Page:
Monday, February 9, 2015
While print journals struggle to stay afloat, online journals proliferate. That gives us poets lots of choices, but also means we need to make responsible choices. Online journals are not all created equal and, quite frankly, some of them are dreadful. There’s no sense in submitting your lovely poems to a journal you wouldn’t be proud to have them in.
Print journal editors always advise us to see and read the journal before submitting. The same advice holds true for online journals. Really, there’s no excuse for not carefully checking out an online journal before submitting to it. You can do it quickly and for free.
In 2013 I posted a list of the attributes I looked for in an online journal. What I said there still applies. I also posted a list of seven online journals that were then new and which I admired.
Now in 2015 I continue to prefer a real website to a blog, though blog sites have greater flexibility these days. If using a blog site, the editor should get a real domain name so that the url doesn’t include “blogspot” or “wordpress.” I also don’t want to see a lot of sidebar material that’s typical of a blog. That can and should be removed.
I really don't want to see a black background with a light font. That design is initially striking, but is difficult to read.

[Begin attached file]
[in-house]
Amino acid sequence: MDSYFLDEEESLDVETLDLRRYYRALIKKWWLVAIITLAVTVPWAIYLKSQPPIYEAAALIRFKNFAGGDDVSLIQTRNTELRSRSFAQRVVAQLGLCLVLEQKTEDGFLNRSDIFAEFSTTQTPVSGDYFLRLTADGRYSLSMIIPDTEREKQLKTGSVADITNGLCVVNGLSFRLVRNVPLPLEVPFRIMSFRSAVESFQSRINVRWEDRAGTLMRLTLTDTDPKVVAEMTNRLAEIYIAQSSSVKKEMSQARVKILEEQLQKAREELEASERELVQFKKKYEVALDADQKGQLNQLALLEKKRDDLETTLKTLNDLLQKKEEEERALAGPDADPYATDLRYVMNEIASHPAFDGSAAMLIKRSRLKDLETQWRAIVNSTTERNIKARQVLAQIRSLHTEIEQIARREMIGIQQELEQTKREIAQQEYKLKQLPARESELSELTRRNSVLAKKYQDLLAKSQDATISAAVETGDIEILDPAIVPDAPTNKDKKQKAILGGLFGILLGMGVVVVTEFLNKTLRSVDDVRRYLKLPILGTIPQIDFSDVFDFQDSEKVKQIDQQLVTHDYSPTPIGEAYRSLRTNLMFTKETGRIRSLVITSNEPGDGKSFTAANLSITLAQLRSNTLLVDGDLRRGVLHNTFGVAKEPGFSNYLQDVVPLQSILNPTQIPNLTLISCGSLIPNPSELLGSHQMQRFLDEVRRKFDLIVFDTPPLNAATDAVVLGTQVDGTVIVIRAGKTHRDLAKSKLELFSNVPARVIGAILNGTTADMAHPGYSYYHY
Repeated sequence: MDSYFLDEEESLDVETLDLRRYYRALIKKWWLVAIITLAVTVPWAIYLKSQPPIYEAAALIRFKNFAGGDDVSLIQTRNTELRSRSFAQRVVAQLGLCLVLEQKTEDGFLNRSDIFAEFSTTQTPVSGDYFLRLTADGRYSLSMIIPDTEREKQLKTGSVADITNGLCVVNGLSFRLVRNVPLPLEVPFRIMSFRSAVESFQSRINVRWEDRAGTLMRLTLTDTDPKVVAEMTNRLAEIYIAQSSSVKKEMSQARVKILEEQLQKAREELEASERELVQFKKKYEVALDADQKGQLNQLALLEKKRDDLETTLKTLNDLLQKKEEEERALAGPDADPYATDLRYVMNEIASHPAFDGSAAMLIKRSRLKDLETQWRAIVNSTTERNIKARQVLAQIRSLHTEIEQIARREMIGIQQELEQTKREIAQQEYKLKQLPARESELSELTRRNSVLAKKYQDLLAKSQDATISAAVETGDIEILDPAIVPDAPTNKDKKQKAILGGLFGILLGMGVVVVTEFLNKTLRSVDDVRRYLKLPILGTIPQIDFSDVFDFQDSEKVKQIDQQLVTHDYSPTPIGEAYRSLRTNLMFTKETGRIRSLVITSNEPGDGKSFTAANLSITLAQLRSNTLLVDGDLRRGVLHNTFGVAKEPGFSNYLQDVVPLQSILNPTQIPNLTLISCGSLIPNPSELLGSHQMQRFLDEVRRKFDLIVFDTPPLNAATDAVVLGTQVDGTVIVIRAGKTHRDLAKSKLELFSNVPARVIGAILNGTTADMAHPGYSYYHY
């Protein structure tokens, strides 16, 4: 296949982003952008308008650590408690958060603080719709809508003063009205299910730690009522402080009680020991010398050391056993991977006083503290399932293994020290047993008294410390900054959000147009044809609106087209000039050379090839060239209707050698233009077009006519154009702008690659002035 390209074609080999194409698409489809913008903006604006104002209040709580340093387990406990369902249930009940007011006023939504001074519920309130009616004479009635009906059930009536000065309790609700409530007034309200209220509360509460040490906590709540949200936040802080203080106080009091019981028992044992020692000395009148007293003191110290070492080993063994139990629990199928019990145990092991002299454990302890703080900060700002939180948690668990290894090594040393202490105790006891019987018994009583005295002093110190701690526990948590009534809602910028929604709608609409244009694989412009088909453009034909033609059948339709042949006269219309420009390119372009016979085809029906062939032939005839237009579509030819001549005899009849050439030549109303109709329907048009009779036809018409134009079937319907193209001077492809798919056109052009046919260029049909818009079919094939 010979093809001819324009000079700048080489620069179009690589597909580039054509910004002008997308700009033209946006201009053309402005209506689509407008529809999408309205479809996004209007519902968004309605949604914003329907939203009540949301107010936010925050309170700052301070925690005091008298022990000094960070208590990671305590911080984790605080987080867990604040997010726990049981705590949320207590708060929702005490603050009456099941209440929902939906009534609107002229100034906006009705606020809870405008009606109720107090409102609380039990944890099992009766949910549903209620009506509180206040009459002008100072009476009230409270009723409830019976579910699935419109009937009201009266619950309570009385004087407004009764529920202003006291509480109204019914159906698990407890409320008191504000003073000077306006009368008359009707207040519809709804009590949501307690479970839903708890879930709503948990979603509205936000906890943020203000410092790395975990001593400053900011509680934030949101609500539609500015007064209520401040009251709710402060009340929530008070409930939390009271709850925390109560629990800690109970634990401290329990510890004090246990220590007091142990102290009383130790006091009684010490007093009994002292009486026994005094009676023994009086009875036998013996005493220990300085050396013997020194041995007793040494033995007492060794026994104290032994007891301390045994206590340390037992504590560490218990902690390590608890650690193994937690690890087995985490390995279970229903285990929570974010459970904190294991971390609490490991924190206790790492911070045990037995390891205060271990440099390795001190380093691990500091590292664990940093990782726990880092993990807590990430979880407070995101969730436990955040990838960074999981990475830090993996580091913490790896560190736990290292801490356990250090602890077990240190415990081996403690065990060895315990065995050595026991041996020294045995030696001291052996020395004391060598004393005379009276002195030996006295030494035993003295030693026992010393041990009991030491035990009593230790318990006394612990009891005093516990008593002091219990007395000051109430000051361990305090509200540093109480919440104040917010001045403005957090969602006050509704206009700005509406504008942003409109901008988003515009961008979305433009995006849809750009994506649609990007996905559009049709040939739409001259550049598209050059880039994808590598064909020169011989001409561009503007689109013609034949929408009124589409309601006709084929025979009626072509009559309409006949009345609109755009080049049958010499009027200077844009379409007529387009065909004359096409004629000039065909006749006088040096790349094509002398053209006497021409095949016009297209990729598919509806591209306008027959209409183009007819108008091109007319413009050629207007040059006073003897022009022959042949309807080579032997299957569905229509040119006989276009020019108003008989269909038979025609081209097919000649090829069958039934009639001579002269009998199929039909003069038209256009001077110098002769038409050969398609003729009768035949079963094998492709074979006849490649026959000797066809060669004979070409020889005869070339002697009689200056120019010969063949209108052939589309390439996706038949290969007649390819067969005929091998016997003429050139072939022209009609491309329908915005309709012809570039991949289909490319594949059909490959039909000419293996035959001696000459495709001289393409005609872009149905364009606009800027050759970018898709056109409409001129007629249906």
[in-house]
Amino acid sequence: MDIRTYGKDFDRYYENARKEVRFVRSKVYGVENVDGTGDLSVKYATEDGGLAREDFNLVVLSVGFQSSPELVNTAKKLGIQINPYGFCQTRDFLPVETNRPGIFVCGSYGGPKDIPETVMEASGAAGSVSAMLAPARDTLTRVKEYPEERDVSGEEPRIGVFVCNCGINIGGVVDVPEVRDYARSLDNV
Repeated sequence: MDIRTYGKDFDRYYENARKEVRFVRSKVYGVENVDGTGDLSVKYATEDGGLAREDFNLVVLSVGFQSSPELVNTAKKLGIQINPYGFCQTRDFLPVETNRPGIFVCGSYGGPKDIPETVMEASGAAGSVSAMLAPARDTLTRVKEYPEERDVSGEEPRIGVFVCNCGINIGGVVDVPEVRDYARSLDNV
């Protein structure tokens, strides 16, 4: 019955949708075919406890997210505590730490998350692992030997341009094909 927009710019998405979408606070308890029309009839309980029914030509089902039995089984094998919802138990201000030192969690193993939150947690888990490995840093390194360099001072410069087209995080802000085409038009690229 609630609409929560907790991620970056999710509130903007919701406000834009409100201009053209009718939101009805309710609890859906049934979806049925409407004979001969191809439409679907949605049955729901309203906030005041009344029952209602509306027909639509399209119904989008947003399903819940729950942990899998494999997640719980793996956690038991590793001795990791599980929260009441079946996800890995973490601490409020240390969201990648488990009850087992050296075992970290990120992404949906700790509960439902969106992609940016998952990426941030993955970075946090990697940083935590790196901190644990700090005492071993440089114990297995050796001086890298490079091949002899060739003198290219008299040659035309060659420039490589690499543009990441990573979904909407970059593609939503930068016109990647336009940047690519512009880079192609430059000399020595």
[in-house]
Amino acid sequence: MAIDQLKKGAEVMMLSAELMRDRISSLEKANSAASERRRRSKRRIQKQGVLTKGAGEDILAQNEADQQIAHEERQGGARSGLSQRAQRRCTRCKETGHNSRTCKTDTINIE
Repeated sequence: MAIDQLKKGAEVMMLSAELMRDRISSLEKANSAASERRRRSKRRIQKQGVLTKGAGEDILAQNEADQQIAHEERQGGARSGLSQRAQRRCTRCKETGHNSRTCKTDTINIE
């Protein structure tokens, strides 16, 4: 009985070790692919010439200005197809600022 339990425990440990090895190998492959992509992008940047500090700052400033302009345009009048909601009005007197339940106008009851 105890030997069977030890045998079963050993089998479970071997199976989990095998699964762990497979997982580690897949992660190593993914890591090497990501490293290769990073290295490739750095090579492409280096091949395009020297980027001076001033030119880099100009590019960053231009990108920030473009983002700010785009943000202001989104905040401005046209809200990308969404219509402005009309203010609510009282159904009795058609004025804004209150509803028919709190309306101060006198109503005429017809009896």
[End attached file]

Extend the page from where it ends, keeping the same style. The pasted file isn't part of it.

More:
I like the Guidelines to be up to date. It’s frustrating to check out a journal, see that they are open now for submissions, put together a submission, then go to the Submittable page and discover that submissions are, in fact, closed.
I particularly dislike the occasional requirement that each poem be submitted individually. What a nuisance.
Likewise, I don’t care to have to remove my name and address. If the editors want to read blind, they can just cover up the id information. Mostly, though, I think that editors should be able to read objectively with or without names.
I really appreciate Share Buttons. I made a big point of that in my previous post. Still, two years later, I’m surprised to see that many online journals aren’t using Share Buttons. They’re free! And they can dramatically increase the journal’s reach and readership. With the click of a button, poets and readers can send a link to Facebook, Twitter, Google+, and elsewhere. I can’t imagine any sensible reason why a journal wouldn’t add them to each page of the journal.
Lastly, I like journals that maintain a presence on Facebook and Twitter. This should be regarded as free advertising space. Social media allows the editor to promote the journal, the poets, and the poems.
I’ve recently perused some newish online journals—or new to me—and am going to share seven of the ones that I find appealing, both for their aesthetics and their poetry.
Compose: A Journal of Simply Good Writing
Fiction, poetry, non-fiction, art
beautifully designed Table of Contents page
Construction Lit Magazine
Poetry, fiction, interviews, social/political commentary, essays on architecture
beautifully designed journal
submission is via email
Cumberland River Review
artwork and poetry, fiction, essays
reads Sept thru April
No Share buttons
The Ilanot Review
would like to see a better url (without “wordpress” in it)
but they do remove the usual blog sidebars
issues are themed
poetry, fiction, interviews, reviews
No Share buttons
poetry paired with artwork
No Share buttons
poetry, fiction, non-fiction, interviews
No share buttons